Parents Just Don’t Understand

I have been thinking a lot lately about my failures and successes as a dad.  Unfortunately I feel like my failures outweigh the successes, but regret never helped a thing, so I am trying to learn and go forward.  And with a sermon I have to give this weekend on parenting, I have really been seeking ways to grow and improve.  There are so many places you can take a blog post about parenting.  I want to share some things that I really hope my kids understand are true about what is in my heart and actions for them, some things that are important and are often not said out loud.

  • I pray for you – I want my children to know that I talk to God about them, for them and over them.  I pray not just for their safety or success, but their purity, character, future ministry, struggles, hurts and dreams.  I seek God on their behalf regularly.
  • I am proud of you – I am glad my kid are my kids, not because they are the fastest or the smartest, because in fact they are not.  But they are fearfully and wonderfully made, and I love them not because of what they do, but because they are mine.  I am thankful God gave them to me, and I am not embarrassed by them.
  • I am ok with your faith doubts – As my kids age and wrestle with doubts and questions about the faith that my wife and I are intentionally trying to instill in them, I want them to know they have permission to ask anything.  To question anything.  Their doubts will not make us doubt them.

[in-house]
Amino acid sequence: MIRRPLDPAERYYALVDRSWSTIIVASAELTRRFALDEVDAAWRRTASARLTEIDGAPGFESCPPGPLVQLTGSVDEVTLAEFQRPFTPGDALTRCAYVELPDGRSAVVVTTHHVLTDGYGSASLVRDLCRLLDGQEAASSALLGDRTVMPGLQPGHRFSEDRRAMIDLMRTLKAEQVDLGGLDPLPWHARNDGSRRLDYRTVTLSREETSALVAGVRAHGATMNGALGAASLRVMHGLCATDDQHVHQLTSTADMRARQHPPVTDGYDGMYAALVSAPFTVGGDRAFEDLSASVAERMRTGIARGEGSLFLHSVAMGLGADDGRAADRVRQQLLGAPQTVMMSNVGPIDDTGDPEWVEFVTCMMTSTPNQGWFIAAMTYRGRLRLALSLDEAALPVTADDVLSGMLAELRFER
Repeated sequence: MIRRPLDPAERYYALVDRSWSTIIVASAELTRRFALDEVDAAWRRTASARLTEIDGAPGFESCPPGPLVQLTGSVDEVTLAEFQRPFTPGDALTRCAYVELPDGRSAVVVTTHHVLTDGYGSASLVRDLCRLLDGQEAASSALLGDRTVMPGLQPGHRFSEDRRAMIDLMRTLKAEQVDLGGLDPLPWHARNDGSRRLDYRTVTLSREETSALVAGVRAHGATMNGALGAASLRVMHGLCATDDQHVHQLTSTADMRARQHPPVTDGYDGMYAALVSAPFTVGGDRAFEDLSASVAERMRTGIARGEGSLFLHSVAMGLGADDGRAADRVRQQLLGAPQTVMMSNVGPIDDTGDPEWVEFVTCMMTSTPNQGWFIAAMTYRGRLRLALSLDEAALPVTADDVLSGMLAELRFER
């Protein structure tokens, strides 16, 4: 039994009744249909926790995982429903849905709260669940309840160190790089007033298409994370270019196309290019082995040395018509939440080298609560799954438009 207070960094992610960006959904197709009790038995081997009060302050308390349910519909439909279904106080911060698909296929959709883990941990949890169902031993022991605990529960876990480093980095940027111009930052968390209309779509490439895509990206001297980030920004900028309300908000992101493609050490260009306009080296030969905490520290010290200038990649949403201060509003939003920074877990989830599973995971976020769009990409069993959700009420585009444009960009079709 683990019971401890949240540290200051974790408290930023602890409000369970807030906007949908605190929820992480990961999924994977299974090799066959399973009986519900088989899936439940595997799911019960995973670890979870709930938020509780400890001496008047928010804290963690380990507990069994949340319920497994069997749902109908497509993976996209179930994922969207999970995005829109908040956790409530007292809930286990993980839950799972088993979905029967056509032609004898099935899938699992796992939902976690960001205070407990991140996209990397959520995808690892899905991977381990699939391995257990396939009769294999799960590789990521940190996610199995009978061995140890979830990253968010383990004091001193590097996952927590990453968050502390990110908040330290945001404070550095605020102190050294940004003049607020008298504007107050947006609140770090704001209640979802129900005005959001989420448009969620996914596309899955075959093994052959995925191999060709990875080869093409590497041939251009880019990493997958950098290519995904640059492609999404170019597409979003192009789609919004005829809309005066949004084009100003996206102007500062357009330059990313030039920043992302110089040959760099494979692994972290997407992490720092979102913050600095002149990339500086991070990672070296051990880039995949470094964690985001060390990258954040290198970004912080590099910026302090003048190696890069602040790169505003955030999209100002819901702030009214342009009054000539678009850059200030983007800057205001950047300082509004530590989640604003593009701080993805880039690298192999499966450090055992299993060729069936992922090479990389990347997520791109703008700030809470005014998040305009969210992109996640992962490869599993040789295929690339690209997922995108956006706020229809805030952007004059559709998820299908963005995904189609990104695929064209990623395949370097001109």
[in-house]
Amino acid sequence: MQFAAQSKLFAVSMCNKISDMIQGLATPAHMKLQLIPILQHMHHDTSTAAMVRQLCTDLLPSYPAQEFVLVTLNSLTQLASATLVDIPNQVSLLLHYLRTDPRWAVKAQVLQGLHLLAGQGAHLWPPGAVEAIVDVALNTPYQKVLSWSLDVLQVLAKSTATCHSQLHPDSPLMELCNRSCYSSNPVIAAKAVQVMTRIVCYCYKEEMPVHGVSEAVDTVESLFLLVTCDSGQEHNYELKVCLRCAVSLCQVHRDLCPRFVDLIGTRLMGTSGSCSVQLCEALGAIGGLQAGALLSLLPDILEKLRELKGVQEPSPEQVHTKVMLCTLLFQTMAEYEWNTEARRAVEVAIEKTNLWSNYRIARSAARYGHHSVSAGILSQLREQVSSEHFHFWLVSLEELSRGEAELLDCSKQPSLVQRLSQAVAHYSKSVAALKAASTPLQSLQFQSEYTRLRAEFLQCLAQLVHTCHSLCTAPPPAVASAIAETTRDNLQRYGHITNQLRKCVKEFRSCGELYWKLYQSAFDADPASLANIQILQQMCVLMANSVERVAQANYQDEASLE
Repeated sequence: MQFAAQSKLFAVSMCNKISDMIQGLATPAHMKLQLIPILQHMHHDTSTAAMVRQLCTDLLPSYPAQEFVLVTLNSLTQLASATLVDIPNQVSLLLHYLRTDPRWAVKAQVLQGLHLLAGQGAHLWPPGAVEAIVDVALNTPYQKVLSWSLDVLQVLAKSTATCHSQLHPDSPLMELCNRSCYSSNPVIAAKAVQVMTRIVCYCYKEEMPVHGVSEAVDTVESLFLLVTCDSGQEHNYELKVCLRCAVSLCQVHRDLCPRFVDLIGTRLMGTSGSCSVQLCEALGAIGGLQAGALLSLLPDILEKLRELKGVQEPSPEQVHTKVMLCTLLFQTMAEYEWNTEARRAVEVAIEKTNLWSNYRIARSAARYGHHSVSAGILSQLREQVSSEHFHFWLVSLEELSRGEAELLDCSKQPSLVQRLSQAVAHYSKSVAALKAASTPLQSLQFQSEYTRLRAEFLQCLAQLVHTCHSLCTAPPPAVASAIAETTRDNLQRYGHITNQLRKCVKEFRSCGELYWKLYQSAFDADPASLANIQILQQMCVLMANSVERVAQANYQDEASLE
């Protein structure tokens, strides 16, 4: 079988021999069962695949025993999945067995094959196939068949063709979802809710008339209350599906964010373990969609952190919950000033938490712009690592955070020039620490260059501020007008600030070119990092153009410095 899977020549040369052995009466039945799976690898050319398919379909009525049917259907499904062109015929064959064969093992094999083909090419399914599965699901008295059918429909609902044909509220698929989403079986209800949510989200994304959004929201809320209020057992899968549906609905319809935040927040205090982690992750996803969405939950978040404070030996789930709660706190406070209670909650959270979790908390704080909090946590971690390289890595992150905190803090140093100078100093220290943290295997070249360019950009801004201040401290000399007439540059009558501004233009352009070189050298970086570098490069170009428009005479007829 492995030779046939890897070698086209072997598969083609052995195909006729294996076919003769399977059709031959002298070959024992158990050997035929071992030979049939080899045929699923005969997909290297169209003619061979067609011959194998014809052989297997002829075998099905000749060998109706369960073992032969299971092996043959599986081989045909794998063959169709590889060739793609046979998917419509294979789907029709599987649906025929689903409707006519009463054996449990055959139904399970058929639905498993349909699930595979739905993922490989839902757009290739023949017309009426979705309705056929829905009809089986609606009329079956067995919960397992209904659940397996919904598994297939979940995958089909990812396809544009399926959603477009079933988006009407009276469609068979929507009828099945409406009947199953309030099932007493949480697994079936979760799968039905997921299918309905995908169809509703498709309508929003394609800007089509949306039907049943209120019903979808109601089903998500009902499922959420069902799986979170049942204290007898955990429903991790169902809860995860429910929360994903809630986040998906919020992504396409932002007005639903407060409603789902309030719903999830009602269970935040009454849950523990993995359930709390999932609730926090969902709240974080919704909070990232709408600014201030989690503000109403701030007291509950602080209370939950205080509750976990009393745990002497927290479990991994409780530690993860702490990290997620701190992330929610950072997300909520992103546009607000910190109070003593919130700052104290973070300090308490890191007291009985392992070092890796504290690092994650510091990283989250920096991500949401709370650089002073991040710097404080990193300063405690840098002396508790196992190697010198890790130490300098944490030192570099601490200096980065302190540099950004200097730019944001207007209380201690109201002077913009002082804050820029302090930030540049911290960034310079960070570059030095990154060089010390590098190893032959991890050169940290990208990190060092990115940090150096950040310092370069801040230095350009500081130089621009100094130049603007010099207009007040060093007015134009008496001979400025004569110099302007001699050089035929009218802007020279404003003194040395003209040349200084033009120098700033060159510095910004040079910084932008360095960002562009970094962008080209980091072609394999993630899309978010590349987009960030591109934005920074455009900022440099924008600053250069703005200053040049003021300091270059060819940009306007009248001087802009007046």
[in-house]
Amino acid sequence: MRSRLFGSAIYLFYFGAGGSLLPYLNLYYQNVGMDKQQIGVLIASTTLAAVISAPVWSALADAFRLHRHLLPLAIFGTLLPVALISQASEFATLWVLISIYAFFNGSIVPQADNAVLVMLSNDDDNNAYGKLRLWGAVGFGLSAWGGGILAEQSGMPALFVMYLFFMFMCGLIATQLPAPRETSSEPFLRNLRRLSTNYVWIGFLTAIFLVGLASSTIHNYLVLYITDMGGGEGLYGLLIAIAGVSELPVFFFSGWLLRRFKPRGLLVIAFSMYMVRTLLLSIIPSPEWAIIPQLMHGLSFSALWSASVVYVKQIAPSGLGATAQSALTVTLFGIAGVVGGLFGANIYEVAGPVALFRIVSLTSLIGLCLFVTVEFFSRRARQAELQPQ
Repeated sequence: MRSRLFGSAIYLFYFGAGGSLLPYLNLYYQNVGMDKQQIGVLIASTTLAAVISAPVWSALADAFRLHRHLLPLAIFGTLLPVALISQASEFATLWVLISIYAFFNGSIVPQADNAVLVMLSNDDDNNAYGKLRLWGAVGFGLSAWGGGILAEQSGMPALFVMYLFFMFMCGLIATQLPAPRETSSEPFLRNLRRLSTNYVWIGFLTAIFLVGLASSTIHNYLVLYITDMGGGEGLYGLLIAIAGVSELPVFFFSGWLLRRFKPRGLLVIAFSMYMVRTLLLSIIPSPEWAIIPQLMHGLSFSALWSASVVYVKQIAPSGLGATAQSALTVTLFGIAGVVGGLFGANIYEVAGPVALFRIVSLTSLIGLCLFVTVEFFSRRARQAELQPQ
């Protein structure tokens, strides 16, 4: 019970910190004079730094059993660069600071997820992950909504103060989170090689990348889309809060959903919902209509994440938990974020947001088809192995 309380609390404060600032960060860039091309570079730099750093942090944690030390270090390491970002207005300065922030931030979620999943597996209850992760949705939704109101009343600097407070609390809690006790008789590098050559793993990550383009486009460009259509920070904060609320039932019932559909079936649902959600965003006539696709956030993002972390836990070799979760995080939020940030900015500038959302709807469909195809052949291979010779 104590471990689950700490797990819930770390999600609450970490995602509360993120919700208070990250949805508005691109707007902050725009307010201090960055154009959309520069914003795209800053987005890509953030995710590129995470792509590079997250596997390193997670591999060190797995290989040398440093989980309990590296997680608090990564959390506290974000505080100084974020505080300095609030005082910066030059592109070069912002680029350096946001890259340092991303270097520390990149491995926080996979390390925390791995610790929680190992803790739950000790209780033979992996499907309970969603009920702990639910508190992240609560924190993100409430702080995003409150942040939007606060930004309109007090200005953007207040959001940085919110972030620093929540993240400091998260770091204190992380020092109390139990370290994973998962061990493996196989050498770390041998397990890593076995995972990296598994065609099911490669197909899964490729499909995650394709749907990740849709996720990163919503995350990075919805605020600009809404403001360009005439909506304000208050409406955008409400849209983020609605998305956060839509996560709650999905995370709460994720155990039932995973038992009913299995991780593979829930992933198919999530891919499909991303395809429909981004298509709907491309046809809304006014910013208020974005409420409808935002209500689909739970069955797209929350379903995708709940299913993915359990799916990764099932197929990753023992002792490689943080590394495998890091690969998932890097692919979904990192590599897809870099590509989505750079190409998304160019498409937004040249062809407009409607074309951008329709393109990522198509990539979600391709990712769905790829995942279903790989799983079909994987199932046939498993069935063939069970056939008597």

• I am making mistakes – I am aware that I am getting certain things wrong sometimes.  I raise my voice.  I say no when I should have said yes.  I did not provide this or offer that.  I pushed too hard.  And so on.  But here is the thing:  I am doing the best I can, but they need to know I am completely connected to my failures and I want to apologize for those and ask for their forgiveness.  Parenting is hard and I am trying to best that I can, but I swing and miss sometimes.
  • I want what is best for you more than I want to be your friend – I want to be their friend, I do.  But I am not going to sacrifice what I believe is the right call at the expense of them liking me more or being my friend.  My goal is to raise a responsible, God-fearing adult, and this means making calls they do not understand or like. I hope someday they would say we were pals and we liked each other, but more than that, I want them to say I parented them to be a grown up with the right stuff inside.

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